How not to tell a social change story: Make it personal!

Today on the front page of the NYTimes is the embodiment of how NOT to tell a social change story* about class:  Two classes: Divided by ‘I Do’.  The thesis? Unmarried households are increasingly the norm and may affect the future of children. Readers are told a compelling story of the personal histories and daily lives of two women, one married and doing well, one single and struggling to keep herself and her children out of poverty. For those framing social problems with the hopes of improving support for public policy, this kind of storytelling is not only ineffective, it is likely to hurt your efforts.

Why? Because we are far more likely to think about personal causes when making sense of others’  problems or behaviors.  In other words, we are more likely to blame individuals for their fates than we are to generate situational explanations for their actions or problems.  As Skitka et al. explain,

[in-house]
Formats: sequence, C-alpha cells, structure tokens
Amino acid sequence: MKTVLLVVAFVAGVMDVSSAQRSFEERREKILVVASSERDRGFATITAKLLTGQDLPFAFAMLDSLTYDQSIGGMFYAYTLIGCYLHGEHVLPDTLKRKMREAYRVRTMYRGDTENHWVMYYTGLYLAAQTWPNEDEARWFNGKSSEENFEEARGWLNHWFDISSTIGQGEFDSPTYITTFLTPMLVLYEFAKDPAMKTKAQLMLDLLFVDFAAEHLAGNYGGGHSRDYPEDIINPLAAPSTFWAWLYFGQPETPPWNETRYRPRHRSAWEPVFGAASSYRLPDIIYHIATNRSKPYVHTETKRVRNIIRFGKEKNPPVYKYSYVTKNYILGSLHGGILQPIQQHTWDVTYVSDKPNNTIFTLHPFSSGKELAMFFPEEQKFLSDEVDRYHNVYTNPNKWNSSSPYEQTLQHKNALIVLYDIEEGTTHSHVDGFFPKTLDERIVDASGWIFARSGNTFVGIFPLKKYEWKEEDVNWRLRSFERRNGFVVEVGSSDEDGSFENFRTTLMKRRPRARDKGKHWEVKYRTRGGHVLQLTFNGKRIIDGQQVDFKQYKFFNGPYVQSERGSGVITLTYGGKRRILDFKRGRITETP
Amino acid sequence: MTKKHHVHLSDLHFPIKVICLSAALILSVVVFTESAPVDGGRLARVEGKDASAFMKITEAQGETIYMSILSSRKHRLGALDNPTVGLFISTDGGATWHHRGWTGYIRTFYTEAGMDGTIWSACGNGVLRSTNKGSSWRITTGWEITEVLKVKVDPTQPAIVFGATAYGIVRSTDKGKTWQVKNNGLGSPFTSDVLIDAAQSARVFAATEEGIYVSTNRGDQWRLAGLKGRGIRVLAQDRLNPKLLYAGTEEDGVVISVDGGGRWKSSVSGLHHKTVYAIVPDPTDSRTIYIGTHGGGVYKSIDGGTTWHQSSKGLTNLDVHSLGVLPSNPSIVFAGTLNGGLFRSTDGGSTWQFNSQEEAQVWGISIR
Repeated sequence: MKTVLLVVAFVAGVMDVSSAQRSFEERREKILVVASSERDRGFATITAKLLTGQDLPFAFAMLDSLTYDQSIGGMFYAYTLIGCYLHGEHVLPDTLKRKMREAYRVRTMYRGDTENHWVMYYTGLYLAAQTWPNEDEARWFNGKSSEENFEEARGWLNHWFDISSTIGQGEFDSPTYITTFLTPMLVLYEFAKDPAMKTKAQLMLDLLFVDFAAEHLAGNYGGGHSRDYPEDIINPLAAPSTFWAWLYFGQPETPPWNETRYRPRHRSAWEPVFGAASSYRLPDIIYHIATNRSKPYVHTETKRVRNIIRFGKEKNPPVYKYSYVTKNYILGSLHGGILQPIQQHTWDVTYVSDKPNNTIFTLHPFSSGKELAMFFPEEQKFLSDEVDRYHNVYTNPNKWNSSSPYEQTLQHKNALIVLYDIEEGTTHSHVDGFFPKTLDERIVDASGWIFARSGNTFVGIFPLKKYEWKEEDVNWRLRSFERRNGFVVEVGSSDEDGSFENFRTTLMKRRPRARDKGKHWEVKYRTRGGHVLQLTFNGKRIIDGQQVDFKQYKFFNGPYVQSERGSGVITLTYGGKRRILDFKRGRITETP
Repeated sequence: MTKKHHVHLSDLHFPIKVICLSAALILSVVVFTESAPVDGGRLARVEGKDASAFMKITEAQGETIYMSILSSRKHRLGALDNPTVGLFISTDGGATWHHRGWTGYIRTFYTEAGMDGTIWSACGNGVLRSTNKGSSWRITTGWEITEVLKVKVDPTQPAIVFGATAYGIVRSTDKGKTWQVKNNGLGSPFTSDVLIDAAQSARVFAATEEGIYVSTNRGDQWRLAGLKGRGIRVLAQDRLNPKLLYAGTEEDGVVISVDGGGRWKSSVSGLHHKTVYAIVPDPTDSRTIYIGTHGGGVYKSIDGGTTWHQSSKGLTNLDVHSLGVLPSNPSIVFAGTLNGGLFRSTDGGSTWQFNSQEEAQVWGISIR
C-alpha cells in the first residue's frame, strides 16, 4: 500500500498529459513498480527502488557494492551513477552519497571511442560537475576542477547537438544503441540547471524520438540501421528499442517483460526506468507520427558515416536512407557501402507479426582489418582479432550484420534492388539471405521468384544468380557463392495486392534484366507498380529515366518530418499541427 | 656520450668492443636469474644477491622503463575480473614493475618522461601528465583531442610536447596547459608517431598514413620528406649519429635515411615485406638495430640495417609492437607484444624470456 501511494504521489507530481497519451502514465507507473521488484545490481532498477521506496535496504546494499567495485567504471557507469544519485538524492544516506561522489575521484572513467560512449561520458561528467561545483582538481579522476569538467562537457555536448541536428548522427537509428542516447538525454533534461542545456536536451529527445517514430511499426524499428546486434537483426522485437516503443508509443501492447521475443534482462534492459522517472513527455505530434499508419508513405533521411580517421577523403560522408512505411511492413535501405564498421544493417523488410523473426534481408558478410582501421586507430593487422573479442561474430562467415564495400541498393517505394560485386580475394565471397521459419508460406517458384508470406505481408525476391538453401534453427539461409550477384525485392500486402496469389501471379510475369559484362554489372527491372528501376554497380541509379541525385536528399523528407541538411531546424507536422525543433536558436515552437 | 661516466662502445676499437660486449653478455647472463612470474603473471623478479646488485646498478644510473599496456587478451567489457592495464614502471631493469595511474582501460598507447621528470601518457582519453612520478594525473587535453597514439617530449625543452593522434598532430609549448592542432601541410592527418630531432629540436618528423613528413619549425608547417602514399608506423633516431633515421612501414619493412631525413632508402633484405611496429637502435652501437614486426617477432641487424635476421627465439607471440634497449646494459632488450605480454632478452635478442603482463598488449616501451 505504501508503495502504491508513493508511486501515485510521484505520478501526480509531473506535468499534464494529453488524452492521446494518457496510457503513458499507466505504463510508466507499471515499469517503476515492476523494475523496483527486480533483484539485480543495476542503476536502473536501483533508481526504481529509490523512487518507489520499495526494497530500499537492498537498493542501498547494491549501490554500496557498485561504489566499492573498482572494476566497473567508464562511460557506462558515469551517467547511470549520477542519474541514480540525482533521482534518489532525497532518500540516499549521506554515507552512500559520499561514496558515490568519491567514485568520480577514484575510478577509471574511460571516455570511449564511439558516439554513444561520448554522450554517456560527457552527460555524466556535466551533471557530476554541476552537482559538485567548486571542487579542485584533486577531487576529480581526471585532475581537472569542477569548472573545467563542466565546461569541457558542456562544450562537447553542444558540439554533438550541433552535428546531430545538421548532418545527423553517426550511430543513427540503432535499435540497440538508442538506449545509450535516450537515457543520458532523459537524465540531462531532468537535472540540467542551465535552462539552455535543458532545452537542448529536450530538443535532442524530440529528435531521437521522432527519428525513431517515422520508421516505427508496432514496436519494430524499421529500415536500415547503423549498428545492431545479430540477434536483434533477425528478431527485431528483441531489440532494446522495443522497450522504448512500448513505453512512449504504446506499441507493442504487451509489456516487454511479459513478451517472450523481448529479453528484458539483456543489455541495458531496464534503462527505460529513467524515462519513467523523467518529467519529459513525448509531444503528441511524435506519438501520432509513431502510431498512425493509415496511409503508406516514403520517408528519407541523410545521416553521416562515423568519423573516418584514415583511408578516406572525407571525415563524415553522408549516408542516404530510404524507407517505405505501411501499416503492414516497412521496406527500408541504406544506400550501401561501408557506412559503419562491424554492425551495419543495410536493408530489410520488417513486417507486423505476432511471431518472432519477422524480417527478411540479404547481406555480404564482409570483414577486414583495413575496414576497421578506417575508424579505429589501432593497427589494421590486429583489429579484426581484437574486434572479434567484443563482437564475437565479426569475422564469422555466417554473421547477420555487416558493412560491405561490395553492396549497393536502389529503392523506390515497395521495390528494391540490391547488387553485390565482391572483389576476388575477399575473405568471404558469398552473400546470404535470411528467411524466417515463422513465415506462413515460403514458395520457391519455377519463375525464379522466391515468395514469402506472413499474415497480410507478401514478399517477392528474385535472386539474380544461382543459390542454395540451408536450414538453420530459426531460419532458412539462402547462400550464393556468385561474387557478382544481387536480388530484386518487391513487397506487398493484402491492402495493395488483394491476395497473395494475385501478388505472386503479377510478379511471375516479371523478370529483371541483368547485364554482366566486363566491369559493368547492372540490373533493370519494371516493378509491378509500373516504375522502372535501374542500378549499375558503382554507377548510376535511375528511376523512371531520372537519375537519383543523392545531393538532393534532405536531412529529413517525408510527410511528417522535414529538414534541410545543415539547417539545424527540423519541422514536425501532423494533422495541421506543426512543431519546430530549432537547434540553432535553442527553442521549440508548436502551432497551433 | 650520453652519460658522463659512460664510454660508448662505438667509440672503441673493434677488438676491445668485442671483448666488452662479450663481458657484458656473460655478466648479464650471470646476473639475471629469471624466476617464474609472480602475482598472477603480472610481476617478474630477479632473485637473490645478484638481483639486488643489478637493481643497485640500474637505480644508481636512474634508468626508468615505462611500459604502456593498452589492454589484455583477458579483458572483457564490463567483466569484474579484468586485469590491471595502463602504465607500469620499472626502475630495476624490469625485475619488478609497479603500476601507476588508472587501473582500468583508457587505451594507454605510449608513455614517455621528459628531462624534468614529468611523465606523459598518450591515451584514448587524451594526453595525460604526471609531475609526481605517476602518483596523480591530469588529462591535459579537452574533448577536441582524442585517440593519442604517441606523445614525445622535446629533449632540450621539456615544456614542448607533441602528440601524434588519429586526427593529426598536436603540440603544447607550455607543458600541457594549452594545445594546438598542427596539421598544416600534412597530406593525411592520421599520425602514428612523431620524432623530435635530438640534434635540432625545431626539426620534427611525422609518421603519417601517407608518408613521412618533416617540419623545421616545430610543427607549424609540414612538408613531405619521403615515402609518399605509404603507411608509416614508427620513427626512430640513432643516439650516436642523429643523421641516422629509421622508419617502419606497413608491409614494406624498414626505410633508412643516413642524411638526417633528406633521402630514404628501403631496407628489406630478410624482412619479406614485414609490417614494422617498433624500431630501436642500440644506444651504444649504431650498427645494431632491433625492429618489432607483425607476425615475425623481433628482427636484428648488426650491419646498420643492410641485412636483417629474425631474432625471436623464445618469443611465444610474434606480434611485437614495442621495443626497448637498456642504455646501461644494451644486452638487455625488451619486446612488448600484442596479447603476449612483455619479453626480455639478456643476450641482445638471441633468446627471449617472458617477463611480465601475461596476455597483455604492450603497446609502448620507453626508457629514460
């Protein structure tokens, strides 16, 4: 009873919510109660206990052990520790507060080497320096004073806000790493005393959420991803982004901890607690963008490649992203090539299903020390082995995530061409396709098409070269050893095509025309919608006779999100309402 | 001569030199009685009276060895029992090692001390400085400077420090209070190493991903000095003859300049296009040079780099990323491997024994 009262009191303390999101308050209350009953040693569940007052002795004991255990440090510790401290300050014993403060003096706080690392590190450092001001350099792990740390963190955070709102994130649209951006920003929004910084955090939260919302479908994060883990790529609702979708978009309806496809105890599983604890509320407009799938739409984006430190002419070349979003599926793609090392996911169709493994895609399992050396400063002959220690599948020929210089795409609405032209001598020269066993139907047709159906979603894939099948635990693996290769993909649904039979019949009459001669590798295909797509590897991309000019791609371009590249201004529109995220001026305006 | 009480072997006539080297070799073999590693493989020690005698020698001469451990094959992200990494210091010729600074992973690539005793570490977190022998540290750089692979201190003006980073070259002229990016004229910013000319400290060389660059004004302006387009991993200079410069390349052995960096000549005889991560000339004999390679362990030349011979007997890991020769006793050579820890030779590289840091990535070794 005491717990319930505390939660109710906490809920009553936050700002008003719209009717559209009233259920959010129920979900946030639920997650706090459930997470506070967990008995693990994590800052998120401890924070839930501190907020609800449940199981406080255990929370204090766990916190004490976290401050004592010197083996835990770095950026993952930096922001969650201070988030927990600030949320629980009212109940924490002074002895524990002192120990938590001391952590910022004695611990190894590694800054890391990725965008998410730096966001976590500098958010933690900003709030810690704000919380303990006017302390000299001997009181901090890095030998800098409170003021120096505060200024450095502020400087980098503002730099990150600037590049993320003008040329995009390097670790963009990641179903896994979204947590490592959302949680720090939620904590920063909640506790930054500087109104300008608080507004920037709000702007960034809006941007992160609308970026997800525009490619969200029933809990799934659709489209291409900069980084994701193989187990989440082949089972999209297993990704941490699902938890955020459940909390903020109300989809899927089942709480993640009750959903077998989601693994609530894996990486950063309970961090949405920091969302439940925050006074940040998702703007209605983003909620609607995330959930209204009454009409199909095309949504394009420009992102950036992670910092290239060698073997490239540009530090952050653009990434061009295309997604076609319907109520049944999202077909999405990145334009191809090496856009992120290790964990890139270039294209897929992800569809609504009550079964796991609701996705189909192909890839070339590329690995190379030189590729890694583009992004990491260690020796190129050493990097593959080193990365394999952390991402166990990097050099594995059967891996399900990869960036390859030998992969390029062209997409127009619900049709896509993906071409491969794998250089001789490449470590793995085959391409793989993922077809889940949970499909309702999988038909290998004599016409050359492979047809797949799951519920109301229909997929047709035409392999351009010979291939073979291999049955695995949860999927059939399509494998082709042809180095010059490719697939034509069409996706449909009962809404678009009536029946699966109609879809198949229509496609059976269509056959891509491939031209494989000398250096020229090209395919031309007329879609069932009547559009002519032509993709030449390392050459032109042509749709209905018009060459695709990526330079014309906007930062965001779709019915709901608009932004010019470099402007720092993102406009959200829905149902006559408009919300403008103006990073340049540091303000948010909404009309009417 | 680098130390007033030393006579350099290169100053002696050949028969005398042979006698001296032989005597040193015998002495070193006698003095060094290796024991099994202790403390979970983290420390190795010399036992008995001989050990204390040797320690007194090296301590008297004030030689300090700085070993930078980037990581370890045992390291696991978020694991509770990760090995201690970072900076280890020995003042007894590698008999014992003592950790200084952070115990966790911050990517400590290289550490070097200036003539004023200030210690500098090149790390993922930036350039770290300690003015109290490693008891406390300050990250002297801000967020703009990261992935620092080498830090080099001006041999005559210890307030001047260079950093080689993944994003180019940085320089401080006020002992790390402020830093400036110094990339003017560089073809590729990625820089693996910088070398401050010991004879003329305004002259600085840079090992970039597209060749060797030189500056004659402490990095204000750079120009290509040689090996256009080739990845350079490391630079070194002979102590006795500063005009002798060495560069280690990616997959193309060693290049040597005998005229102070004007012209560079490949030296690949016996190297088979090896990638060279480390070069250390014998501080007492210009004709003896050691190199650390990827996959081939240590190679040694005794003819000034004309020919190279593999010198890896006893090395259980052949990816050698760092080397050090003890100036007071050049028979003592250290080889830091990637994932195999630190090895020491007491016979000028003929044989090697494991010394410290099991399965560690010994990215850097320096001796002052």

“personal attributions are the default or automatic inference people make for the causes of others’ behavior, and these inferences are only corrected when people have sufficient cognitive resources and motivation to do so…” p. 485.

So, when the only view into a problem we have is someone’s life story, it reinforces this tendency toward personal explanations.

And you want to know something else? There seem to be partisan differences in the tendency to make personal attributions about political issues, with conservatives tending to blame poverty on self-indulgence, and liberals tending to blame poverty on unjust social practices and structures (see Skitka et al., above; but also Haidt, J. 2012). This particular story aligns perfectly with values of individual responsibility and self-reliance, which are strongly endorsed by conservatives. There is virtually nothing explicit in the story to suggest anything structural is a cause – liberals might connect those structural dots in their heads given their tendency to consider social justice, but from a framing perspective, those dots are implicit, most people won’t see them.

What might issue experts who communicate about complex social problems learn from this?  You need to give your audience a reason to reconsider the default tendency toward personal explanations, and to think about situational explanations.